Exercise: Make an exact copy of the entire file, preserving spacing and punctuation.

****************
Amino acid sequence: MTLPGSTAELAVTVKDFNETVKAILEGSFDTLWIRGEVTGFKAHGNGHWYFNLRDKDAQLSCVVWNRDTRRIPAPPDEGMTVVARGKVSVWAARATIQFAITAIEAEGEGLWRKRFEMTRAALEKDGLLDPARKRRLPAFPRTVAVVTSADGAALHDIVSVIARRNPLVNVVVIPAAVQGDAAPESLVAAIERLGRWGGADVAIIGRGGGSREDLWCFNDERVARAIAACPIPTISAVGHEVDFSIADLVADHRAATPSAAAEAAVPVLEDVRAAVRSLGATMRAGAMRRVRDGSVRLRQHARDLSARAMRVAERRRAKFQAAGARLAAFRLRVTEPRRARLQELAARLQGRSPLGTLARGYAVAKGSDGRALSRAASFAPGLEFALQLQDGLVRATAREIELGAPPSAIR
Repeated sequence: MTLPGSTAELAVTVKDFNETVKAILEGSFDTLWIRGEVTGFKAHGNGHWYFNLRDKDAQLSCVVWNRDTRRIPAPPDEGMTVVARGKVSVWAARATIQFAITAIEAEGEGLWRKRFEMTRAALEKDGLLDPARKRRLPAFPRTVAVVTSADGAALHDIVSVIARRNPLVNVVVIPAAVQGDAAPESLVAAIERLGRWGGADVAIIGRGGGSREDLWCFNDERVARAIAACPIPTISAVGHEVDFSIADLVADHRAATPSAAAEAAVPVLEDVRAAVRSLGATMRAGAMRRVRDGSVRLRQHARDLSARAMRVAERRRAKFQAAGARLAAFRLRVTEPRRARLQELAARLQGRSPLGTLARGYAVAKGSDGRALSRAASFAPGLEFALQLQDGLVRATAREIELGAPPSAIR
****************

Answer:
Amino acid sequence: MTLPGSTAELAVTVKDFNETVKAILEGSFDTLWIRGEVTGFKAHGNGHWYFNLRDKDAQLSCVVWNRDTRRIPAPPDEGMTVVARGKVSVWAARATIQFAITAIEAEGEGLWRKRFEMTRAALEKDGLLDPARKRRLPAFPRTVAVVTSADGAALHDIVSVIARRNPLVNVVVIPAAVQGDAAPESLVAAIERLGRWGGADVAIIGRGGGSREDLWCFNDERVARAIAACPIPTISAVGHEVDFSIADLVADHRAATPSAAAEAAVPVLEDVRAAVRSLGATMRAGAMRRVRDGSVRLRQHARDLSARAMRVAERRRAKFQAAGARLAAFRLRVTEPRRARLQELAARLQGRSPLGTLARGYAVAKGSDGRALSRAASFAPGLEFALQLQDGLVRATAREIELGAPPSAIR
Repeated sequence: MTLPGSTAELAVTVKDFNETVKAILEGSFDTLWIRGEVTGFKAHGNGHWYFNLRDKDAQLSCVVWNRDTRRIPAPPDEGMTVVARGKVSVWAARATIQFAITAIEAEGEGLWRKRFEMTRAALEKDGLLDPARKRRLPAFPRTVAVVTSADGAALHDIVSVIARRNPLVNVVVIPAAVQGDAAPESLVAAIERLGRWGGADVAIIGRGGGSREDLWCFNDERVARAIAACPIPTISAVGHEVDFSIADLVADHRAATPSAAAEAAVPVLEDVRAAVRSLGATMRAGAMRRVRDGSVRLRQHARDLSARAMRVAERRRAKFQAAGARLAAFRLRVTEPRRARLQELAARLQGRSPLGTLARGYAVAKGSDGRALSRAASFAPGLEFALQLQDGLVRATAREIELGAPPSAIR